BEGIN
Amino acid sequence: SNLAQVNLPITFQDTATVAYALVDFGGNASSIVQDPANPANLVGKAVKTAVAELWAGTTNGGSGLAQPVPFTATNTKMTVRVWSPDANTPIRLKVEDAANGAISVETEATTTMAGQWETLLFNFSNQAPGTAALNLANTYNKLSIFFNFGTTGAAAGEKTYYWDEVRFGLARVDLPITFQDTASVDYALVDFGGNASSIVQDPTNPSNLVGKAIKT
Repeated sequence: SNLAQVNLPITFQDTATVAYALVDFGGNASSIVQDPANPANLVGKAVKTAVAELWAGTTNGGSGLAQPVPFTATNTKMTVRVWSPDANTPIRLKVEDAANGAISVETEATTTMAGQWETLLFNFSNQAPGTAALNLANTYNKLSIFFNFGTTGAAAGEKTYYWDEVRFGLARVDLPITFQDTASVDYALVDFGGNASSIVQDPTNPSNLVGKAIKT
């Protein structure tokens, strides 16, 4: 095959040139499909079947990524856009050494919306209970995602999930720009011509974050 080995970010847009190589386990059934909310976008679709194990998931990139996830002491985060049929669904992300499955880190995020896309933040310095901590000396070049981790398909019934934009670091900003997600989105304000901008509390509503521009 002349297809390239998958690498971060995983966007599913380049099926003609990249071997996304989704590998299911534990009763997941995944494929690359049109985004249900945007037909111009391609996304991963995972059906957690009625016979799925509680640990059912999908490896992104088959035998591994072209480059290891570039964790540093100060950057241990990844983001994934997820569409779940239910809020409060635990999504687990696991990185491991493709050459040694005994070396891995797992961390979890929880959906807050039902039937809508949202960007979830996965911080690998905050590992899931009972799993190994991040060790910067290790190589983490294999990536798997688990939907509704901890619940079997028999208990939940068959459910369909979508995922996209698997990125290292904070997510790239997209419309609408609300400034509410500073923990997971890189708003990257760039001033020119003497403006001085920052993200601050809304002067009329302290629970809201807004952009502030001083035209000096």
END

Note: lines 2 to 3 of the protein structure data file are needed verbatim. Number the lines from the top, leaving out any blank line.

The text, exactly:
Repeated sequence: SNLAQVNLPITFQDTATVAYALVDFGGNASSIVQDPANPANLVGKAVKTAVAELWAGTTNGGSGLAQPVPFTATNTKMTVRVWSPDANTPIRLKVEDAANGAISVETEATTTMAGQWETLLFNFSNQAPGTAALNLANTYNKLSIFFNFGTTGAAAGEKTYYWDEVRFGLARVDLPITFQDTASVDYALVDFGGNASSIVQDPTNPSNLVGKAIKT
């Protein structure tokens, strides 16, 4: 095959040139499909079947990524856009050494919306209970995602999930720009011509974050 080995970010847009190589386990059934909310976008679709194990998931990139996830002491985060049929669904992300499955880190995020896309933040310095901590000396070049981790398909019934934009670091900003997600989105304000901008509390509503521009 002349297809390239998958690498971060995983966007599913380049099926003609990249071997996304989704590998299911534990009763997941995944494929690359049109985004249900945007037909111009391609996304991963995972059906957690009625016979799925509680640990059912999908490896992104088959035998591994072209480059290891570039964790540093100060950057241990990844983001994934997820569409779940239910809020409060635990999504687990696991990185491991493709050459040694005994070396891995797992961390979890929880959906807050039902039937809508949202960007979830996965911080690998905050590992899931009972799993190994991040060790910067290790190589983490294999990536798997688990939907509704901890619940079997028999208990939940068959459910369909979508995922996209698997990125290292904070997510790239997209419309609408609300400034509410500073923990997971890189708003990257760039001033020119003497403006001085920052993200601050809304002067009329302290629970809201807004952009502030001083035209000096």